Central midfield

Paul Pogba – Pogba was playing on the back of the best summer of his career after helping France to World Cup glory in Russia and had started the season well; scoring after just three minutes on the opening day. It goes without saying that Pogba has all the ability and talent in the world; he can do things no other central midfielder can. On the whole, Pogba has looked far more comfortable playing under Ole compared to Jose and has been a joy to watch in both games since the restart. I’d certainly rather have this version of Paul Pogba than the one we saw all too frequently under Mourinho and his budding partnership with Bruno Fernandes is certainly cause for excitement.

Fred – The difference between the Fred we have now, who for me has been our player of the season, and the one who we saw last time out at the Amex is like chalk and cheese. Unable to trap a ball, unable to make a pass and unable to make a tackle, for a while it looked like Shakhtar had sold us a dud. What we have now is a dynamic box to box midfielder who can break up play, carry the ball forward and around players, and play the ball through the lines. The fact the player I just described isn’t nailed on to start on Tuesday night is testament to the midfield that Ole Gunnar Solskjær has built in just 18 months.

Andreas Pereira – I don’t want to be too harsh on Andreas, so I’ll keep it short and sweet. He just isn’t Bruno Fernandes, is he?


Juan Mata – Juan Mata starting on the right of a front three has always seemed a waste of the Spaniard’s talents and the thought of him playing there now is, well, unthinkable. He’s been a good player over the years, even if he hasn’t quite reached the heights he did at Chelsea but is likely to be moved on in the next 6-12 months. As for the options at RW now, the position is likely to be taken up by either Mason Greenwood or Daniel James. James has come under some unfair, over the top criticism as of late but Greenwood is the better choice from the start, especially against a manager who knows James’ game so well. In truth, RW is still a problem position for United and one that they will surely look to resolve in the coming months.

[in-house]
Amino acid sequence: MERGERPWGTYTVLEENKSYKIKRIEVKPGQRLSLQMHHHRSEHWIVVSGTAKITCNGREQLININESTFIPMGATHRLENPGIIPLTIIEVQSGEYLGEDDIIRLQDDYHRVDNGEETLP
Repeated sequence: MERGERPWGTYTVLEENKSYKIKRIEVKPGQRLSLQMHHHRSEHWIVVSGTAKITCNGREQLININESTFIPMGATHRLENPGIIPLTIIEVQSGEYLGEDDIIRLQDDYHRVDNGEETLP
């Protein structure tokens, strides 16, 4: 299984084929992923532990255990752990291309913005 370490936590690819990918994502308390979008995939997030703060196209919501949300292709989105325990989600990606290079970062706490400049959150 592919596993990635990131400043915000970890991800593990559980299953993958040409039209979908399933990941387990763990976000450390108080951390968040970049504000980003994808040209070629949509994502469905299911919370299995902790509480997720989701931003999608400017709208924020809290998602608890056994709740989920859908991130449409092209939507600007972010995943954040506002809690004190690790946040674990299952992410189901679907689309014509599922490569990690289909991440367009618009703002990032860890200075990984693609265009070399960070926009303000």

Romelu Lukaku – Lukaku was, and still is, a proven goal scorer. He came back from the 2018 World Cup in bad physical shape but was still the preferred option up front due to his ability to play as a target man. However, when Solskjær took over it was clear that he wanted more than a target man, which is ultimately what led to the Belgian’s departure to Italy. The removal of Lukaku as the focal point of our attack and the introduction of Martial hasn’t always been a smooth ride. Despite always fancying himself as a central striker, Martial has had to adapt his game to be able play with his back to goal and he still has a way to go, but there’s no doubt that we play more fluid football with the Frenchman up front. A shoe in to start on Tuesday after his hat trick against Sheffield United.

Anthony Martial – Operating on the left of the front three because Mourinho refused to play him up front under any circumstances. While Martial has converted into a number 9 in the past two years, Marcus Rashford has developed into an elite inside forward off the left. Although the Wythenshawe born forward has yet to find his form since the restart, he’s arguably our best attacking outlet and the first name on the team sheet. Certainly better than Martial off the left, offering more pace, runs in behind and more of a willingness to help out going towards his own goal.